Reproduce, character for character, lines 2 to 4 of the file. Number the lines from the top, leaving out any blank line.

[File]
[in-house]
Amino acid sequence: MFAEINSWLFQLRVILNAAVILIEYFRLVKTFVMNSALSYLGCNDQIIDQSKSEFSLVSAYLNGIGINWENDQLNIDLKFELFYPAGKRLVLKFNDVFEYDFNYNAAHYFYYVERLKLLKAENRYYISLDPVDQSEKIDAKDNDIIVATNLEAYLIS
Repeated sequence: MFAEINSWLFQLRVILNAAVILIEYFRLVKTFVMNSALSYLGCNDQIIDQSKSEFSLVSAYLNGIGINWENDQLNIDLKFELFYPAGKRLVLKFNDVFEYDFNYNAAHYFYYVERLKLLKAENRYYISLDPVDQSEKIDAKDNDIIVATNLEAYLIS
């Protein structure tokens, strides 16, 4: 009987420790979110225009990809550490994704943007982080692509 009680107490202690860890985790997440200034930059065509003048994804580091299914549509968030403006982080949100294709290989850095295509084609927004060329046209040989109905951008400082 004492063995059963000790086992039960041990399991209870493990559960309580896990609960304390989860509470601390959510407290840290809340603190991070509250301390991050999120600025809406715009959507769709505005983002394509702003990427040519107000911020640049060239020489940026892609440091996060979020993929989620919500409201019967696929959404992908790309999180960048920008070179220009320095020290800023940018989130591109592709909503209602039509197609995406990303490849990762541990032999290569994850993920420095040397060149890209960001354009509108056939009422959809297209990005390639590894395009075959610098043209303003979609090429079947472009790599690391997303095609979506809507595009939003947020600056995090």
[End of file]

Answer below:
Amino acid sequence: MFAEINSWLFQLRVILNAAVILIEYFRLVKTFVMNSALSYLGCNDQIIDQSKSEFSLVSAYLNGIGINWENDQLNIDLKFELFYPAGKRLVLKFNDVFEYDFNYNAAHYFYYVERLKLLKAENRYYISLDPVDQSEKIDAKDNDIIVATNLEAYLIS
Repeated sequence: MFAEINSWLFQLRVILNAAVILIEYFRLVKTFVMNSALSYLGCNDQIIDQSKSEFSLVSAYLNGIGINWENDQLNIDLKFELFYPAGKRLVLKFNDVFEYDFNYNAAHYFYYVERLKLLKAENRYYISLDPVDQSEKIDAKDNDIIVATNLEAYLIS
């Protein structure tokens, strides 16, 4: 009987420790979110225009990809550490994704943007982080692509 009680107490202690860890985790997440200034930059065509003048994804580091299914549509968030403006982080949100294709290989850095295509084609927004060329046209040989109905951008400082 004492063995059963000790086992039960041990399991209870493990559960309580896990609960304390989860509470601390959510407290840290809340603190991070509250301390991050999120600025809406715009959507769709505005983002394509702003990427040519107000911020640049060239020489940026892609440091996060979020993929989620919500409201019967696929959404992908790309999180960048920008070179220009320095020290800023940018989130591109592709909503209602039509197609995406990303490849990762541990032999290569994850993920420095040397060149890209960001354009509108056939009422959809297209990005390639590894395009075959610098043209303003979609090429079947472009790599690391997303095609979506809507595009939003947020600056995090």